Today, saw the official ending of our six years of military presence in Iraq.
Only future generations will be able to provide a clear answer as to whether we should ever have been in the country in the first place; many of the official documents recording the decision to take military action are still classified as secret.
Countless lives have been needlessly lost, both of our troops and the Iraqi people. The benefits achieved from the 'liberation' are still not completely obvious.
The reasons given to the UK population for such a drastic show of force, have been proven to be false. Our leaders betrayed our trust and that of the military personnel who were sent into battle on their orders. No-one has been charged with misleading us all.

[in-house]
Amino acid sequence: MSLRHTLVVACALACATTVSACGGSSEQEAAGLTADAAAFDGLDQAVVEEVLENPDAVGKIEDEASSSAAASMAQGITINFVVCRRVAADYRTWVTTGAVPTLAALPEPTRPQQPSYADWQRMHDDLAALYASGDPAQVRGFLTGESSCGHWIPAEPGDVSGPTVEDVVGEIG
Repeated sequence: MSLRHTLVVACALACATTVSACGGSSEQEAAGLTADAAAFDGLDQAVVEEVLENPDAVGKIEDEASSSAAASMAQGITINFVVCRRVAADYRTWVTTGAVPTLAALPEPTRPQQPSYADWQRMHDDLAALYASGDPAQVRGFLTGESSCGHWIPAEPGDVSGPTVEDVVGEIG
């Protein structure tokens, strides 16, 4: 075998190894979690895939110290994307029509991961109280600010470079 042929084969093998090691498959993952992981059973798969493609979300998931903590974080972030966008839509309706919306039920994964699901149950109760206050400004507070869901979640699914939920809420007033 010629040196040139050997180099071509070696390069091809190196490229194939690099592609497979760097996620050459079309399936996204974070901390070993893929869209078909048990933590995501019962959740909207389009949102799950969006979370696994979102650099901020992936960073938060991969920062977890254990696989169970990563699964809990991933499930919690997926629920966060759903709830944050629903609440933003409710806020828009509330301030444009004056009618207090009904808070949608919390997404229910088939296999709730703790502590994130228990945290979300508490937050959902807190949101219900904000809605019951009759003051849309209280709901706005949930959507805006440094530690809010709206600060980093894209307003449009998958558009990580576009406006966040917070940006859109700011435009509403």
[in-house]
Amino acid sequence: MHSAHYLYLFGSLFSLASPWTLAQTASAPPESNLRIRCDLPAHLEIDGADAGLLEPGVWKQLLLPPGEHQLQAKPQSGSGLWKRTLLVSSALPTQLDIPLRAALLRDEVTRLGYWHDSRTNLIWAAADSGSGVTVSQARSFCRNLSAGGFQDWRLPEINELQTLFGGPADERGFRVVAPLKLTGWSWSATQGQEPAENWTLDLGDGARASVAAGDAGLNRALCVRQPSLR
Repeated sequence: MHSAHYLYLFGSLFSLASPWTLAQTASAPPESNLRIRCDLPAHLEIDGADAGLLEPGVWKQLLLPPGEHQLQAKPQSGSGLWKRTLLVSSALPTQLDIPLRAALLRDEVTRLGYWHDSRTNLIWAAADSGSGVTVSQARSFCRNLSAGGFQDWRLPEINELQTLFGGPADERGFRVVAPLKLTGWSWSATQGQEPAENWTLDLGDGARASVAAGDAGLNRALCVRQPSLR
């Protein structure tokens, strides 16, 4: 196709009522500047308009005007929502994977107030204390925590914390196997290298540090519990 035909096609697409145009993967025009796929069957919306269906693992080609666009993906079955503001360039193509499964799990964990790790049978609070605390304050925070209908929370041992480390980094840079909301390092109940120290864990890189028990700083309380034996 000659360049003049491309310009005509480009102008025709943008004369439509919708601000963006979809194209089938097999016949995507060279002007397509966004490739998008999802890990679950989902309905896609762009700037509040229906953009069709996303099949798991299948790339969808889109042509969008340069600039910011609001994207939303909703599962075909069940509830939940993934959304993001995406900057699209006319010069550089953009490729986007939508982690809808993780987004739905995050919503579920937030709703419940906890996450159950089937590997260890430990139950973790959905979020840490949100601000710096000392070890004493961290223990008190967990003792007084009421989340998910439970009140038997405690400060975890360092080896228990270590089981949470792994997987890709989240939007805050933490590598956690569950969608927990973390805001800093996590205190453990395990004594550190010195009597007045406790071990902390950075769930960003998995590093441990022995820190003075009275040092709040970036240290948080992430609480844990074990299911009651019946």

It seems ironic, that the man who made the ultimate decision to go to war in Iraq, is now prancing around, with his usual air of self-importance, as an envoy for peace in the Middle East.
His successor, Prime Minister Gordon Brown, has said:
"Today Iraq is a success story. We owe much of that to the efforts of British Troops"
Opposition Leader, David Cameron disagrees and has called for an official enquiry into the war. He said:
"There are vital lessons to learn and we need to learn them rapidly and the only justification for delay can, I'm afraid, be a political one."
Whoever is ultimately judged to be right, it will be too late to be of much comfort to the families of those troops and Iraqis, whose lives were sacrificed for what appears to have been nothing more than a war of vanity.